A few months ago I read BBC, like I do almost everyday, and continued on my way.  I read an article about the Ebola virus in Sierra Leone.  It caught my eye because Sierra Leone is next to a country of my heart, Liberia.  This blog was created long after my trip there, so don't go searching the archives for best tips of visiting a third world country.  {Although there are many things to think about}  The reason I passed over the article, and the reason I didn't see it's impact, is because I know there is no cure to a virus.  Viruses are adaptable, they change, they morph.  I know this from my time in biology and human anatomy and physiology.  I also know how ill equipped this part of the world is for disease.  Diseases that run rampant there, are little known words to us in more "developed countries" {And what developed does or doesn't mean is a whole other topic}.

What I didn't realize is that this virus would become a part of my world and a part of my every waking moment thoughts.  If you don't know what I'm talking about I suggest you read this article about the actual disease/virus.* 

ELWA, one of the places where Ebola patients are being treated.  
There are rumored reports that the rest of the ELWA hospital has shut down.
Personal photo. Please do not use this photo without permission

Before you get to freaked out, take a deep breath and remember what kind of society you live in.  When you get sick, what do you do?  You stay home, you go to the doctor, you talk to all of your friends, and you agonize over all of the possibilities it could be.  Consequently, you would be treated immediately which includes being quarantined.

Getting this virus is not hard, but but it's not like other viruses that are airborne {Please, don't freak out!  Remember you live in a developed country where we have routine vaccines for many of them.}  Ebola is transferred through human fluids (blood, saliva, human waste), but that also means that it can be transferred by sweaty palms.  In a world where washing your hands is not a basic hygene function this is a problem.  In a country that is near the equator, and thus people sweat all the time, this is a problem.  In a country where relationships are the core of life, this is a problem.  It is tearing this Liberia apart.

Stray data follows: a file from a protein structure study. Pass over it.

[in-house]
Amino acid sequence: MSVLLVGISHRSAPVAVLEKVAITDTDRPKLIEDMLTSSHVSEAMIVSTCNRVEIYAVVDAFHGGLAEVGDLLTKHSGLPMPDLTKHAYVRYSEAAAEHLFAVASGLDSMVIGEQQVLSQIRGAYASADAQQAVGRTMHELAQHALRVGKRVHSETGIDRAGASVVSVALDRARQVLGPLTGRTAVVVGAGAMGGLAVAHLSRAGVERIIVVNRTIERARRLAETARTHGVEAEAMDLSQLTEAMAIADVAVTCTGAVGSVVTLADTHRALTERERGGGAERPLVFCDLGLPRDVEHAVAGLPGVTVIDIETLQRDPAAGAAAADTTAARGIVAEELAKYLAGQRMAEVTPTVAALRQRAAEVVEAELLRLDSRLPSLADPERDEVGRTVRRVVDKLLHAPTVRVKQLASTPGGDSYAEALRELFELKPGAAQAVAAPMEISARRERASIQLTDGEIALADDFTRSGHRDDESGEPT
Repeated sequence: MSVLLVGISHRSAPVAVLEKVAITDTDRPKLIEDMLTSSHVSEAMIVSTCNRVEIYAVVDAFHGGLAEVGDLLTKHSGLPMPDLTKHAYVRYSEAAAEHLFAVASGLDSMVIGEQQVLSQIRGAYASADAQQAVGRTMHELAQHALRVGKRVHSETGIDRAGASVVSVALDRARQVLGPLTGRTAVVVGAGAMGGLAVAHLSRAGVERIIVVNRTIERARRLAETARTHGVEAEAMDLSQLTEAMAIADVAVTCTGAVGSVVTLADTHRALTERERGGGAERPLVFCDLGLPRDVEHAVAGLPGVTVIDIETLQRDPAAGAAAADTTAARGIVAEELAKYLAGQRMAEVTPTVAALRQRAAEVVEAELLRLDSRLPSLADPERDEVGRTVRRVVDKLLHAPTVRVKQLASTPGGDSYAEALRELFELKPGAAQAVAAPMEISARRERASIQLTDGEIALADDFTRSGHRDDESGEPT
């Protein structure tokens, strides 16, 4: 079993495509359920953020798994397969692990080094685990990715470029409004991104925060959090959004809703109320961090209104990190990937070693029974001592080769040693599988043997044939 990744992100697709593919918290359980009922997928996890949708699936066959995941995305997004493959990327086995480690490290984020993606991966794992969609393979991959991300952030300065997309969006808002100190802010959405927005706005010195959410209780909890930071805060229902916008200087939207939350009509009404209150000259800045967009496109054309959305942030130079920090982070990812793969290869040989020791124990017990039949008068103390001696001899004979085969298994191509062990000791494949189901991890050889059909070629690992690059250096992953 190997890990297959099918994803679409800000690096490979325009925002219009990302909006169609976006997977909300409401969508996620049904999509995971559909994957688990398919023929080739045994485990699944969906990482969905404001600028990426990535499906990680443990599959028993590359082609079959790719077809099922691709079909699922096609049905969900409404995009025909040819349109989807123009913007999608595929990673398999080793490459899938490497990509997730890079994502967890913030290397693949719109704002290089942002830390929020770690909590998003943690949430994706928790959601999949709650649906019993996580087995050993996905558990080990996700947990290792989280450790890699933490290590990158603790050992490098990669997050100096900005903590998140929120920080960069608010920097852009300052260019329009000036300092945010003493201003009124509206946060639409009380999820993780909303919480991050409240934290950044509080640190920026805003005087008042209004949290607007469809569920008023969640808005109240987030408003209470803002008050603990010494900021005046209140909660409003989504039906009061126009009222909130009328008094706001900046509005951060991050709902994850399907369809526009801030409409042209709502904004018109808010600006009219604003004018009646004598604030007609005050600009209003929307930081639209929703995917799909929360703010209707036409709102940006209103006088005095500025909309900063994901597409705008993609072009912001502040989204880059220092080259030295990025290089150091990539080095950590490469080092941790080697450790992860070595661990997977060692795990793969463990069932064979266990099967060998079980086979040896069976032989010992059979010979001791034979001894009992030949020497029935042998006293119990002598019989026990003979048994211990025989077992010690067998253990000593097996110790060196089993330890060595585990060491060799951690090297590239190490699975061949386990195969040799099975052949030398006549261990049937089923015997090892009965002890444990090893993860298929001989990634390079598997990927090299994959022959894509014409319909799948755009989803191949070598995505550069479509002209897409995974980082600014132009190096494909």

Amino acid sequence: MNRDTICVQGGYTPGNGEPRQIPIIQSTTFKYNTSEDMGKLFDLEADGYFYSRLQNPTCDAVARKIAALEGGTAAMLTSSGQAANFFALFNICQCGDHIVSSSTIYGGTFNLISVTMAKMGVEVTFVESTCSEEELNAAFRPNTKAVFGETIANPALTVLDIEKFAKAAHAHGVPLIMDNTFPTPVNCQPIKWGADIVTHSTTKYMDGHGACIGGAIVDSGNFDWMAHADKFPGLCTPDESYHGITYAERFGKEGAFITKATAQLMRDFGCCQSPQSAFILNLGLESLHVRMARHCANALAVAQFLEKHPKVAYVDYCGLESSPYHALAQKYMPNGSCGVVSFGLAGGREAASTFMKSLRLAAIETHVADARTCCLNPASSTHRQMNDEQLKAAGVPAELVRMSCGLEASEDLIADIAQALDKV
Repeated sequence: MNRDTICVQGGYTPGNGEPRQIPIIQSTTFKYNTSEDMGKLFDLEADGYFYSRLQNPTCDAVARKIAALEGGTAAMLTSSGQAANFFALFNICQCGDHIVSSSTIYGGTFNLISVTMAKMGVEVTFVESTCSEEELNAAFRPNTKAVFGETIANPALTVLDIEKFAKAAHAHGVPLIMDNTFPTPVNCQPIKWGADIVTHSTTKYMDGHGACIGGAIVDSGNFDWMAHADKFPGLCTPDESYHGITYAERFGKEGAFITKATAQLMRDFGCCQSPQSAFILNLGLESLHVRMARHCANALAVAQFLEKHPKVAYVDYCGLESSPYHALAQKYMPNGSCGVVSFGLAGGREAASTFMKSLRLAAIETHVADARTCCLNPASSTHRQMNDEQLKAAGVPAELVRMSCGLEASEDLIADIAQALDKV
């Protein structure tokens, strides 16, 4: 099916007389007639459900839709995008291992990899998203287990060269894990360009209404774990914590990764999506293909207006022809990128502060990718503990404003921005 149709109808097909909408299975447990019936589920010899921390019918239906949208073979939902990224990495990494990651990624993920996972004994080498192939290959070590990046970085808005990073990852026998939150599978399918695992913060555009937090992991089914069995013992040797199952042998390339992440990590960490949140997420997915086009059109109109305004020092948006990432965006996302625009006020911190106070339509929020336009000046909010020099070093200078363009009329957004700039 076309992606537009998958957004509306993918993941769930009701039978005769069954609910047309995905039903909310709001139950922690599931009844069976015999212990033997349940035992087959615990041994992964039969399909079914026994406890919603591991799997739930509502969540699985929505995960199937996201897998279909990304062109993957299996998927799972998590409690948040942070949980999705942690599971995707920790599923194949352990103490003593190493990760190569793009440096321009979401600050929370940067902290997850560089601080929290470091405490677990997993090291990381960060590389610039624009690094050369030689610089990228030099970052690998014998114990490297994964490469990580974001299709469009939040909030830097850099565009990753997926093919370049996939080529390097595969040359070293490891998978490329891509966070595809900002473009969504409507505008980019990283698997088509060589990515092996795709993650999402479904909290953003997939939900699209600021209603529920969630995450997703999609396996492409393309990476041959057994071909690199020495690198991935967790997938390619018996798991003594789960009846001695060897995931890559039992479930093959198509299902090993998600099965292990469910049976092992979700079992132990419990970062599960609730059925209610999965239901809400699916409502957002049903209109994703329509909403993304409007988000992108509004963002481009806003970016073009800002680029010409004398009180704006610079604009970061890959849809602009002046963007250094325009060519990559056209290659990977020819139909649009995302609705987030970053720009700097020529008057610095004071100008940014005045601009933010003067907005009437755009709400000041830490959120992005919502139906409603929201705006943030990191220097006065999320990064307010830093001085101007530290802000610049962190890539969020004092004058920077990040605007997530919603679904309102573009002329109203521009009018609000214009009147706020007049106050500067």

My hope is not that you would obsess and become anxious over this, but rather that you would Pray.  
Pray hard.

Liberia has a culture that is deeply rooted in tradition.  It is weary of the government and outside forces.  It is much more comfortable with the witch doctors and home remedies.  There are reports of medical aid workers being met with resistance and protestors.  This is how this people feels it can protect itself.  This is their defense mechanism.  Unfortunately, their unbelief is allowing the disease to infect and spread.  There are two wars going on; one against Ebola and one against information education that counters the culture.

I read the articles and search for the news that brings any announcement from West Africa.  But the news can't tell me about the people I care about.  It can't tell me where Precious is, and whether she is alive.  It can't tell me if Elizabeth knew what was happening when she was hit with the virus.  The news doesn't know whether Jessie tried to run lab tests on his own blood to figure out the disease that was ravaging his body.  The news can't tell me any of the the things I desperately want to know.  
So I pray.  

I pray for those fighting disease, those watching others fight it, for health workers.  I pray for protection on the children whose faces I've seen and the people that have been caring for them, teachers, parents, aid workers.  
Above all I hope.  

*Disclaimer:  This is an overview of the disease, not a medical professional or medical journal.  
*All of the names included are of national Liberian healthcare workers I had the privilege of knowing.  Elizabeth and Jesse have passed away, Precious has contracted the virus and her whereabouts are unknown. There are a few additional people that work with orphaned or poverty level children that are currently at risk.